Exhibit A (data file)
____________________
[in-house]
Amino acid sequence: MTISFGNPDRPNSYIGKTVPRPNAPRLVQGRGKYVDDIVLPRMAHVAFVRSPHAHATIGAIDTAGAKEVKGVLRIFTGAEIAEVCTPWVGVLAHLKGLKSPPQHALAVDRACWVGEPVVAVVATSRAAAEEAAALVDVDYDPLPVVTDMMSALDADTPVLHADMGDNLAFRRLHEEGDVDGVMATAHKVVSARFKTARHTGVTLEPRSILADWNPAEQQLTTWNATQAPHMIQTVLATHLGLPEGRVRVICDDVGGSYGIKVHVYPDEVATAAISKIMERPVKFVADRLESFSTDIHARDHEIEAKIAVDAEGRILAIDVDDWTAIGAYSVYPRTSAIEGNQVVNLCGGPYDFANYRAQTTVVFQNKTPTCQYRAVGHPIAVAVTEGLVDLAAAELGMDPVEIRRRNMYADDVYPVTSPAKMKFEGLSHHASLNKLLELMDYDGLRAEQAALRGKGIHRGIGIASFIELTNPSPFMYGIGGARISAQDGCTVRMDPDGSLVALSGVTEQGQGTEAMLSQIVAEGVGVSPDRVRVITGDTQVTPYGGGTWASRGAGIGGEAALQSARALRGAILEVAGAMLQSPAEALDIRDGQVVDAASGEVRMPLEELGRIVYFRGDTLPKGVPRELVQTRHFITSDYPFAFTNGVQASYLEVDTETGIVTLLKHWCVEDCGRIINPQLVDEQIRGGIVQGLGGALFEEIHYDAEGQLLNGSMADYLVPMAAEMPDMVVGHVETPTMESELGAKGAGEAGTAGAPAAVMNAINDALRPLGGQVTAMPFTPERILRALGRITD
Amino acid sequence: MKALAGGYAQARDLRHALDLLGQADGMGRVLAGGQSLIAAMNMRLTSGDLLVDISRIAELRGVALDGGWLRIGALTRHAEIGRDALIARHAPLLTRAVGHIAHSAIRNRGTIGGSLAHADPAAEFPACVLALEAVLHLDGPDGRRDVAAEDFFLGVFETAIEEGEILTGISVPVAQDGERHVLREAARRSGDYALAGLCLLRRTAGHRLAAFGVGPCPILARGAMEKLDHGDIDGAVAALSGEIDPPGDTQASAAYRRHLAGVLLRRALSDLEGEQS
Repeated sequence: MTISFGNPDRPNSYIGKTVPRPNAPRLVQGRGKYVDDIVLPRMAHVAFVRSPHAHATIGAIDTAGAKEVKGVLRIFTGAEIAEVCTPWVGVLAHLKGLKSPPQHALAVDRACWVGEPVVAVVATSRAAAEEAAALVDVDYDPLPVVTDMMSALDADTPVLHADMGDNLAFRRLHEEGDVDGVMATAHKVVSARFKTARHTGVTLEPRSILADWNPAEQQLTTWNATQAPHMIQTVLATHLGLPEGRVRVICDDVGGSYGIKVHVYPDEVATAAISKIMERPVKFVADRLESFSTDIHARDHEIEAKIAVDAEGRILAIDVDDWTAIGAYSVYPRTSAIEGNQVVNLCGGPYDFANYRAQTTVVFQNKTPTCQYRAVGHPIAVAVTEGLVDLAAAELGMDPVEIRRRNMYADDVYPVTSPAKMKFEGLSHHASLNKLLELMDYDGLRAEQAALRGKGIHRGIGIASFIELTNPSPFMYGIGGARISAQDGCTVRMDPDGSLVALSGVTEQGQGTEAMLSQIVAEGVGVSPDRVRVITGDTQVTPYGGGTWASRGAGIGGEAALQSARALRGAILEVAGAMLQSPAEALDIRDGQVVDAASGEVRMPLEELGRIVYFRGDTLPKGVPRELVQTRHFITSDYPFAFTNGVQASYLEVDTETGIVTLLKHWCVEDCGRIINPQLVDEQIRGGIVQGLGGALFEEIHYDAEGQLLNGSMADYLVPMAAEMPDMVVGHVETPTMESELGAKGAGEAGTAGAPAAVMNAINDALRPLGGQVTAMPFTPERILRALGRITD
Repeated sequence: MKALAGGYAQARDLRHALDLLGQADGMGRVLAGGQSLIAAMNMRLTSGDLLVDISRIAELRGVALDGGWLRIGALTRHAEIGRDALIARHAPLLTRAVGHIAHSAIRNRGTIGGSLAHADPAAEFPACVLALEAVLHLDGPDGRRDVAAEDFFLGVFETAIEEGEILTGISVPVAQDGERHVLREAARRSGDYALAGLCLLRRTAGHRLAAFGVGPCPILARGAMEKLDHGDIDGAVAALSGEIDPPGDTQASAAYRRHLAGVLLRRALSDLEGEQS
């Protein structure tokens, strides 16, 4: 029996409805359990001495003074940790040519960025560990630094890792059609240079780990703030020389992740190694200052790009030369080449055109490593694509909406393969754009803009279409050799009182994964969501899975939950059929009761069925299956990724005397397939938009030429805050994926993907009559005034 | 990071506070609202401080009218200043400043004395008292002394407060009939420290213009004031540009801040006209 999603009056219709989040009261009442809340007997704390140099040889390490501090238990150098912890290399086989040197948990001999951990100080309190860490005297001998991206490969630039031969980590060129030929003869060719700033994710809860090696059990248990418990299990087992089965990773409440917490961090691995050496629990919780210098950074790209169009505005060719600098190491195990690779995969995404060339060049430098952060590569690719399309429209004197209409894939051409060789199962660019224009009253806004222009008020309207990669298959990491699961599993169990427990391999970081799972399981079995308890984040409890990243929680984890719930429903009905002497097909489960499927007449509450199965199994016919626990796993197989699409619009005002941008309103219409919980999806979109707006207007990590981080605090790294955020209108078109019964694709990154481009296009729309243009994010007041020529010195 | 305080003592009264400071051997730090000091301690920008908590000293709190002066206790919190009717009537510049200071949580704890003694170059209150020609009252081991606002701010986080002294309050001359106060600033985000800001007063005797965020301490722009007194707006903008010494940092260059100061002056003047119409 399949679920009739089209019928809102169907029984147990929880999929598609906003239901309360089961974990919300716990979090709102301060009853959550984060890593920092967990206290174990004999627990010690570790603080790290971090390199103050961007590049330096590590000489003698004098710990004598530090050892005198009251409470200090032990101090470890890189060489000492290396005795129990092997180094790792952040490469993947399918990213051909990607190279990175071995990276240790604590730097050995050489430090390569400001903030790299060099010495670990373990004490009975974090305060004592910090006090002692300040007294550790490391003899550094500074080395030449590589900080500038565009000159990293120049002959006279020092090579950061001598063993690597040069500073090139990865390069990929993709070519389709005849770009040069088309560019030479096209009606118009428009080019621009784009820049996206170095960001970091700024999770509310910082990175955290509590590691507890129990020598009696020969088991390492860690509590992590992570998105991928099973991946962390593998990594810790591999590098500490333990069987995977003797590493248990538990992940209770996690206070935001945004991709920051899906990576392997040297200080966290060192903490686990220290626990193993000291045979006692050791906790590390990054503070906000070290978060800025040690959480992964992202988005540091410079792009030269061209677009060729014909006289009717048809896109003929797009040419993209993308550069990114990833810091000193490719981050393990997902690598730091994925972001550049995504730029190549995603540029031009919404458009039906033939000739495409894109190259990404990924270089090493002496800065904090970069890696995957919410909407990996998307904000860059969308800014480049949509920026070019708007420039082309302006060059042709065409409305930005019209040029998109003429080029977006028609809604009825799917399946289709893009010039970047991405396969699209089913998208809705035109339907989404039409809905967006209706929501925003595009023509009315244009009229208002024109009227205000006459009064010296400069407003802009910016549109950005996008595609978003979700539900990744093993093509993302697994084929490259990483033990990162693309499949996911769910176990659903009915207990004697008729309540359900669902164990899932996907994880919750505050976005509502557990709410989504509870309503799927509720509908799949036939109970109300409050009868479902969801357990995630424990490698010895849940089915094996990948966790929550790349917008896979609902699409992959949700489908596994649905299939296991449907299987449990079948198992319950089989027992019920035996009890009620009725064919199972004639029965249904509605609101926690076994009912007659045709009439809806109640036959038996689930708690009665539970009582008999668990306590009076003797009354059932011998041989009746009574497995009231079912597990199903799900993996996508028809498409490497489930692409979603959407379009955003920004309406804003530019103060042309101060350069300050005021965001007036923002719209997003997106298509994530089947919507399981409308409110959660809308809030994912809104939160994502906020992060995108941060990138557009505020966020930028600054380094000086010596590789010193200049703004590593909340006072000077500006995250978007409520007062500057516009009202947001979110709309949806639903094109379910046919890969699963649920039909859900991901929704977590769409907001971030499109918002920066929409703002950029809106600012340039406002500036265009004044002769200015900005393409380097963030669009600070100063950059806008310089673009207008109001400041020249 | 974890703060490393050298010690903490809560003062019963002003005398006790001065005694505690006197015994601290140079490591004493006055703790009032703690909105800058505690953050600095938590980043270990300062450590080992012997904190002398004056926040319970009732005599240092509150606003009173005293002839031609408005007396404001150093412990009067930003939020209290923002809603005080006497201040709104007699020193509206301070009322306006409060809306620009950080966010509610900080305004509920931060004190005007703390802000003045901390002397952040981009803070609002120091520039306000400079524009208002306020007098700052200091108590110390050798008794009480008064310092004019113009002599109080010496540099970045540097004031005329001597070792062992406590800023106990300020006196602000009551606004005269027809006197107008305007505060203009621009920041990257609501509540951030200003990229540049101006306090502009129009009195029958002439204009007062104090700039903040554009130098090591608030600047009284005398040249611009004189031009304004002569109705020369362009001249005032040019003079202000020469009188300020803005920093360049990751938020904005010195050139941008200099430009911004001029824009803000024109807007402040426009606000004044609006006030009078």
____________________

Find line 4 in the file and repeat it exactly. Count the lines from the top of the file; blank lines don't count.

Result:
Repeated sequence: MTISFGNPDRPNSYIGKTVPRPNAPRLVQGRGKYVDDIVLPRMAHVAFVRSPHAHATIGAIDTAGAKEVKGVLRIFTGAEIAEVCTPWVGVLAHLKGLKSPPQHALAVDRACWVGEPVVAVVATSRAAAEEAAALVDVDYDPLPVVTDMMSALDADTPVLHADMGDNLAFRRLHEEGDVDGVMATAHKVVSARFKTARHTGVTLEPRSILADWNPAEQQLTTWNATQAPHMIQTVLATHLGLPEGRVRVICDDVGGSYGIKVHVYPDEVATAAISKIMERPVKFVADRLESFSTDIHARDHEIEAKIAVDAEGRILAIDVDDWTAIGAYSVYPRTSAIEGNQVVNLCGGPYDFANYRAQTTVVFQNKTPTCQYRAVGHPIAVAVTEGLVDLAAAELGMDPVEIRRRNMYADDVYPVTSPAKMKFEGLSHHASLNKLLELMDYDGLRAEQAALRGKGIHRGIGIASFIELTNPSPFMYGIGGARISAQDGCTVRMDPDGSLVALSGVTEQGQGTEAMLSQIVAEGVGVSPDRVRVITGDTQVTPYGGGTWASRGAGIGGEAALQSARALRGAILEVAGAMLQSPAEALDIRDGQVVDAASGEVRMPLEELGRIVYFRGDTLPKGVPRELVQTRHFITSDYPFAFTNGVQASYLEVDTETGIVTLLKHWCVEDCGRIINPQLVDEQIRGGIVQGLGGALFEEIHYDAEGQLLNGSMADYLVPMAAEMPDMVVGHVETPTMESELGAKGAGEAGTAGAPAAVMNAINDALRPLGGQVTAMPFTPERILRALGRITD